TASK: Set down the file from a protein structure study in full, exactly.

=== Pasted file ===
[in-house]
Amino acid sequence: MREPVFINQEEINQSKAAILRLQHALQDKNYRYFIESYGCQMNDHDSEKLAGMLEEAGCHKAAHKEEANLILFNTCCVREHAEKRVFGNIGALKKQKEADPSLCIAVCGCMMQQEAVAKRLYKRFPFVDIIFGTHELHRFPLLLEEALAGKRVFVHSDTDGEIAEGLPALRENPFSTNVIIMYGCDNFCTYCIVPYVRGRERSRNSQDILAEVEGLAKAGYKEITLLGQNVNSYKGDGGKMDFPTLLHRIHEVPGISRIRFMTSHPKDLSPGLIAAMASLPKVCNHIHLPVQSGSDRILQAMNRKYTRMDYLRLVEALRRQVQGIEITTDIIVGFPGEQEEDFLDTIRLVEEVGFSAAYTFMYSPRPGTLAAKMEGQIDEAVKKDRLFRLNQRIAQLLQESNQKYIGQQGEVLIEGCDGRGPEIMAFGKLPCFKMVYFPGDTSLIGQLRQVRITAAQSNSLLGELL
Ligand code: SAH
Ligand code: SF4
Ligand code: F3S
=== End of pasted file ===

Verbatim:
[in-house]
Amino acid sequence: MREPVFINQEEINQSKAAILRLQHALQDKNYRYFIESYGCQMNDHDSEKLAGMLEEAGCHKAAHKEEANLILFNTCCVREHAEKRVFGNIGALKKQKEADPSLCIAVCGCMMQQEAVAKRLYKRFPFVDIIFGTHELHRFPLLLEEALAGKRVFVHSDTDGEIAEGLPALRENPFSTNVIIMYGCDNFCTYCIVPYVRGRERSRNSQDILAEVEGLAKAGYKEITLLGQNVNSYKGDGGKMDFPTLLHRIHEVPGISRIRFMTSHPKDLSPGLIAAMASLPKVCNHIHLPVQSGSDRILQAMNRKYTRMDYLRLVEALRRQVQGIEITTDIIVGFPGEQEEDFLDTIRLVEEVGFSAAYTFMYSPRPGTLAAKMEGQIDEAVKKDRLFRLNQRIAQLLQESNQKYIGQQGEVLIEGCDGRGPEIMAFGKLPCFKMVYFPGDTSLIGQLRQVRITAAQSNSLLGELL
Ligand code: SAH
Ligand code: SF4
Ligand code: F3S